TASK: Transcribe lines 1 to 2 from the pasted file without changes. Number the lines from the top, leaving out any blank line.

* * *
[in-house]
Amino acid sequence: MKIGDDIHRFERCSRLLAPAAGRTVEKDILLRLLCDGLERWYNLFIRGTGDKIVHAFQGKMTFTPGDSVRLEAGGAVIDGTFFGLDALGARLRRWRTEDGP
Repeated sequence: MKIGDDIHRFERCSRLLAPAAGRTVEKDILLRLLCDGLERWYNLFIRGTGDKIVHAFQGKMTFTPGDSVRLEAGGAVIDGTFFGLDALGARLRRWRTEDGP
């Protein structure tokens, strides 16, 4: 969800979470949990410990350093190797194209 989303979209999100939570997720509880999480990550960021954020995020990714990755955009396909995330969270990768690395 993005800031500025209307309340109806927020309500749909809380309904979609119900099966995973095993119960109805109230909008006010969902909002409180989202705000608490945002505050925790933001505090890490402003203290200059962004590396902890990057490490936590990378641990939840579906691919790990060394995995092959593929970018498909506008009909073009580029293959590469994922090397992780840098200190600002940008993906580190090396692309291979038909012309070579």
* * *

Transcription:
[in-house]
Amino acid sequence: MKIGDDIHRFERCSRLLAPAAGRTVEKDILLRLLCDGLERWYNLFIRGTGDKIVHAFQGKMTFTPGDSVRLEAGGAVIDGTFFGLDALGARLRRWRTEDGP